Problem with the deploy? You still need to roll back, but the rest of the system is left much less disturbed, and the previous working version will be reverted to via DNS or redeployed much faster than an entire monolith.

To sum it up:


  • Deploying the world vs one service
  • Downtime is shorter or non-existent
  • Rollbacks are faster


Breaking a monolith into loosely-coupled, event-driven services offers some amazing potential benefits in the areas of cost, flexibility, and security.


This is not to say there won’t be challenges. Microservices done poorly are worse than a mediocre monolith. The complications will normally come in a few flavors:

  • Service discover
  • Versioning
  • Couple-changes
  • Breaking contracts


With this in mind, make sure to have a discussion with your team. Identify those challenge points and consider them from the start as you start to adopt an application modernization effort, or green field development.

David is the AWS Technical Architect at CleanSlate Technology Group. Coming from over a decade of custom application development, deep expertise in CI/CD and cloud operations, he brings a breadth and depth of experience to all teams to advise, direct, and implement solutions that surprise and delight our clients. With a focus on developer experience, collaboration, and state-of-the-art architecture and strategy, David works closely with our partners, vendors, clients and staff to ensure CleanSlate Technology Group advises and implements the best of breed solutions with a focus on quality, resiliency, cost management, security, and privacy.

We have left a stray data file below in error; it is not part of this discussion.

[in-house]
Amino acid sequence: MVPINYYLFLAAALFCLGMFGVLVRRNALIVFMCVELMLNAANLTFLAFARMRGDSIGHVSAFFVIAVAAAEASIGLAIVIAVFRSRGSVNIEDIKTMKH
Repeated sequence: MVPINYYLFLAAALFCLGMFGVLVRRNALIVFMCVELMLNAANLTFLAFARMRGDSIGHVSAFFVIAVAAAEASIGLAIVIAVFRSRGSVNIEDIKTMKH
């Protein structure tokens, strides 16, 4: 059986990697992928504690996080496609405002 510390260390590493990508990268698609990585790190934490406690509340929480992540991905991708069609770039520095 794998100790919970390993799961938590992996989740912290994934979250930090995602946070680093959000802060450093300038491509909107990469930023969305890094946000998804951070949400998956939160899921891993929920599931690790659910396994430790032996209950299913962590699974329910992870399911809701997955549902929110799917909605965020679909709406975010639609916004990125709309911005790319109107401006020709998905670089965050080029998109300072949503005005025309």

5 Foundational Elements of Modern Application Development

These days, it doesn’t matter if you’re a non-technical founder or a full stack developer, you’d have to be living under a rock not to have been exposed to messages about the cloud and modernizing application development.  “Get apps built fast!” and iterate rapidly to keep up with the ever-evolving landscape of user needs.

However, with the deluge of information that exists on the topic, it might be hard to “see the forest through the trees” when it comes to the elements that comprise a modern approach.

I think it’s a good idea to level set, or agree upon, what is meant by the term “modern application development.”

There are five (5) elements that make up a modern approach to app dev:
(1) Microservices